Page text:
If you’re interested in reading this novel, pop into Kidna Books: 422 Hampton Street, Hampton or give Linda a call on 9521 8272, she’ll be able to fix you up with a copy.

Drumroll please…

Thanks so much everyone for sharing your favourite things this month! I loved all your suggestions, and particularly the fact that so many of your favourite things centred around simple pleasures…family, friends, and just hanging out with those you love in places you enjoy.

I’m pleased to announce, that Shauna M is the winner of That Book You Like’s June give-away.  Shauna, a lovely kikki.K 365 Diary will be finding its way to you!  Thanks to all for joining in and stay tuned for more little prizes throughout the year.

If you’d like to hear more about why the 365 Diary is one of my favourite things, you can read about it here…

Also, don’t forget to follow my blog around on Facebook  and  Twitter.

In the really-real world

I had a wonderful time last night at the opening of My 10 Crushes: An Exhibition of Oodlies. The work by Joi is so much fun, it’s bright and edgy and it was really special to be able to hear a little from Joi (in all her introverted glory) on how this unique show has come together.

The ten pieces that make up the exhibition have all been inspired by twitter-mates that Joi has come across over time, and proceeded to stalk. As such, the works are all unique, personal and narrative. In their own surreal way, they have a most endearing real-life personality at their core. To add to this, all the pieces have an accompanying interview (which you can find on the Oodlies site), so that you can find out more about why Sam has mouse ears, all about the carnival romance of Mirjam’s parents and Joi’s fascination with Bambi’s name.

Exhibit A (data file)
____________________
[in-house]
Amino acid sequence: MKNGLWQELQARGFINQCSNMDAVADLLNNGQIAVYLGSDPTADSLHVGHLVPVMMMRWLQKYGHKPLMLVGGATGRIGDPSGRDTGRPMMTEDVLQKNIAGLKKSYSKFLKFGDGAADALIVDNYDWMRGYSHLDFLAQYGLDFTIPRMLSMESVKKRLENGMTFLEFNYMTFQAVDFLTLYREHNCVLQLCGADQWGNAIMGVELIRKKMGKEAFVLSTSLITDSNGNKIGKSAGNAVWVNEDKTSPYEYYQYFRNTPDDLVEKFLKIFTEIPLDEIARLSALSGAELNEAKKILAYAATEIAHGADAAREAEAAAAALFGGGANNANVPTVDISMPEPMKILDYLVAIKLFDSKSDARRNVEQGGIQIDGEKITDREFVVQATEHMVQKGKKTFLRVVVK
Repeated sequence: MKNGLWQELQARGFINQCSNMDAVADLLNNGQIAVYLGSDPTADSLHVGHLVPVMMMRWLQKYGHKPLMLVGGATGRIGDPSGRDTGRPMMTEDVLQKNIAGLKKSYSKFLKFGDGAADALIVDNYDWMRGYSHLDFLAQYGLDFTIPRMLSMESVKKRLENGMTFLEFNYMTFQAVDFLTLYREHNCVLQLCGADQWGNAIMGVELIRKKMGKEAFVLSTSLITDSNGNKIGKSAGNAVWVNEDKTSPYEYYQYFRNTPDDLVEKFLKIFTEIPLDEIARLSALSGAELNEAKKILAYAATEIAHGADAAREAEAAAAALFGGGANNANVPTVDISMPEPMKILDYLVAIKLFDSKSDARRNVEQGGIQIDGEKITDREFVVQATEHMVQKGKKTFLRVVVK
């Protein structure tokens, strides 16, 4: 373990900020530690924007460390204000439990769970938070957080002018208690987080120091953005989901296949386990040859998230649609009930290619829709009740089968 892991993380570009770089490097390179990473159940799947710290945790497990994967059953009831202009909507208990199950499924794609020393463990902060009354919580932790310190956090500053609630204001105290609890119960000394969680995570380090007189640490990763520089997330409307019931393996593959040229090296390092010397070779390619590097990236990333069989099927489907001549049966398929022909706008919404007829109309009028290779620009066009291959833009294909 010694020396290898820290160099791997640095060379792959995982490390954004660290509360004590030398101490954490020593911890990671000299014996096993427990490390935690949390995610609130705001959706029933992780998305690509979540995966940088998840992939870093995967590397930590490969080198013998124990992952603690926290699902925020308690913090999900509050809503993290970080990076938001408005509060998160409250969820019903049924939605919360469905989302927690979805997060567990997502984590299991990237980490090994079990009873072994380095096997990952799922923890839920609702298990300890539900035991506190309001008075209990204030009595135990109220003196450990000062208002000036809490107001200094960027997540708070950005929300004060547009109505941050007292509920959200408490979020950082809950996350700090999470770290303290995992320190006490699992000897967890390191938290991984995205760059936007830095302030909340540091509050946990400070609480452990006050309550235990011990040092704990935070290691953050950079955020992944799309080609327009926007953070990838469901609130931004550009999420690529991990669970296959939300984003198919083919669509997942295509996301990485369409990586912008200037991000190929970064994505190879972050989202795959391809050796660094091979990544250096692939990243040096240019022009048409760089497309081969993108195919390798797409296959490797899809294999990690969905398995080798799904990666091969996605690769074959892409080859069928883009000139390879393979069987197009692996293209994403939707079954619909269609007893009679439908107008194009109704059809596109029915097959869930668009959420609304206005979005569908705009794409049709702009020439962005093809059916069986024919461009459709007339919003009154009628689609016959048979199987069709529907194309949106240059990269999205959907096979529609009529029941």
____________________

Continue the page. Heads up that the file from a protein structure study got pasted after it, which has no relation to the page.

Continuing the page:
Many of the ‘crushes’ were present and accounted for…interesting character each and every one, I can see why Joi was drawn to them (pun intended).

An absolute highlight of the evening was getting to meet a lot of people I have up until now only know by their Twitter handles and their faces by thumbnail. It was a treat to chat to them in real life and I look forward to following them closely through the twittersphere.

I really loved the ‘Munny‘ collection, lovely little creatures, and a bonus item that tickled my fancy were the Mooodlies cushions (created in collaboration with designer Mirjam Spronk)…I have a terrible feeling these would look amazing in my house.

The exhibition is on now, until 26 June 2011 at Gasworks Arts Park Cnr Graham & Pickles St Albert Park, VIC.

All aboard for Swing City

I was quite thrilled a few weeks ago when I discovered that my three-year old Oscar liked jazz music. I’m no aficionado, but I like a little jazz, and it most certainly makes a nice break from listening to kids shows, dinosaurs and super heros in the background, during the sometimes longish days at home with little Osc.

So, when I came across the link to Play School’s Big Jazz Adventure on Little Melbourne’s site, the timing could not have been more perfect. I bought tickets and this Sunday just gone, Oscar and I took ourselves off into the city for a Mum and Bub big day out.

As well as being a mini-jazz fan, Oscar absolutely loves Play School. This is a fixation I wholeheartedly support, as it’s much more age appropriate than the Ben 10, Star Wars and Harry Potter that he’s often obsessed with (the joys of having both a 3 year old and 10 year old in the house). Before the show, he let me know that he was particularly excited about seeing Humpty Dumpty and his Dad had asked him to say a big hello to Big Ted for him. Much to his delight, both Humpty and Ted put in an appearance, as did old favourites like Jemima and Morris.

Oscar was so engrossed, so enamoured with the whole production (the music and a stage set-up quite obviously Play School-ey) that he didn’t even move for the first couple of songs. He sat there, wide-eyed, mouth agape…it was, simply put, one of the best things I’ve ever seen. As a Mum, there is nothing quite like getting to see first hand, your child really enjoying something, really taking it all in. I was happy to see that I’d gotten it pretty right with this gig.